The city of Detroit was moving closer to avoiding a state-appointed emergency manager Wednesday, crafting a possible deal with the state to guide fixing its troubled finances.
A state-appointed review team approved an agreement between the state and city. David Whitaker, an attorney for the Detroit city council, said he expected the council to vote on the agreement later Wednesday.
The city is faced with a nearly $200 million deficit and the unwanted prospect of having an emergency manager appointed if it doesn't act.
Gov. Rick Snyder has a Thursday deadline by which to decide whether the city is in a financial emergency. A consent deal would give him a key option to avoid appointing an emergency manager.
Snyder spokeswoman Geralyn Lasher said Wednesday the governor's administration remains committed to reaching a deal.
The high-stakes meetings come as Detroit Mayor Dave Bing, recovering from surgery to correct a perforated colon, was readmitted to a hospital Wednesday as a precaution because of discomfort. Bing would have to sign off on the deal for it to take effect.
The Detroit case is the highest-profile yet involving a controversial, year-old Michigan law that gives the state more power to intervene in financially troubled cities and school systems. Emergency managers have the power to toss out union contracts and strip locally elected leaders of authority. A petition drive aimed at overturning the Michigan law is trying to qualify for the November ballot.
If the consent agreement is authorized in its current form, tentative new contracts featuring wage, benefits and pension concessions negotiated between Bing and about 30 unions representing city employees will be nullified. More concessions likely will be put on the table.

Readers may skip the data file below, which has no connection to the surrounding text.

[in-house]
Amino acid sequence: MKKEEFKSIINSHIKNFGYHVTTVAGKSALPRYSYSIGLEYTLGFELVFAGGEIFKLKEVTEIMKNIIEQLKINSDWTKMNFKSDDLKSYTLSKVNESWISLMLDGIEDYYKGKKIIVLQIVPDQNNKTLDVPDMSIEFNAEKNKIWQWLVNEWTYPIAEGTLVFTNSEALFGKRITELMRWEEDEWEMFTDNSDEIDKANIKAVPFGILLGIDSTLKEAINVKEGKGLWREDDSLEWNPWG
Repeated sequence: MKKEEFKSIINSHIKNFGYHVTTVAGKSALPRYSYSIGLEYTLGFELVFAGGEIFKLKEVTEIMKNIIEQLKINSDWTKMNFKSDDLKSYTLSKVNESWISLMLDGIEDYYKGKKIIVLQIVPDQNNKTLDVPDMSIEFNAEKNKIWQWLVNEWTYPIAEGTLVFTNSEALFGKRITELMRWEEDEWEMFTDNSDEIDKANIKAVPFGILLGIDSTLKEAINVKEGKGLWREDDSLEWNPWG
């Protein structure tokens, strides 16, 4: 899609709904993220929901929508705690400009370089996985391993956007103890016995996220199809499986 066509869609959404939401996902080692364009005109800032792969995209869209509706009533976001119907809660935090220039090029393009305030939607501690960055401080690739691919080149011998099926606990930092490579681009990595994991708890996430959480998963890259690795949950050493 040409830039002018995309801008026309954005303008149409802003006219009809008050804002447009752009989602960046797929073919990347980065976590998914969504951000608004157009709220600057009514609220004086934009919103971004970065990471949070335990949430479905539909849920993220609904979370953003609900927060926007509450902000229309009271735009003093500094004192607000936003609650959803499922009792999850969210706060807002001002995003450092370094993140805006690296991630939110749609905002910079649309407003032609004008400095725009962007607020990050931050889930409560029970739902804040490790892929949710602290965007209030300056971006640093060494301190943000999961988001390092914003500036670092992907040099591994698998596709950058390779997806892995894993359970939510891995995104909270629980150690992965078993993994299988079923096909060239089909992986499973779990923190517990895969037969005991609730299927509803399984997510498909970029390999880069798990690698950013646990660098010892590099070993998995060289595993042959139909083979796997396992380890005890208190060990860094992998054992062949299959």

"Benefits, vacation, sick time, health care, that's all up in the air with the consent agreement," said Yolanda Langston, Detroit chapter president of the Service Employees International Union. "Those things we are very much concerned with. We're more concerned about the elimination of departments. We're concerned with our jobs."
Langston noted it is illegal for public employees to strike and said "we're not taking that position."
"It would be good to stand in solidarity, and it would also send a strong message if everybody was in unison," she added.
City unions are considering their options, said John Riehl, president of American Federation of State, County and Municipal Employees Local 207.
"All these things they are putting in front of us, whether an emergency manager or a consent agreement, if they think they are going to tear up our union rights, the skies the limit," Riehl said.
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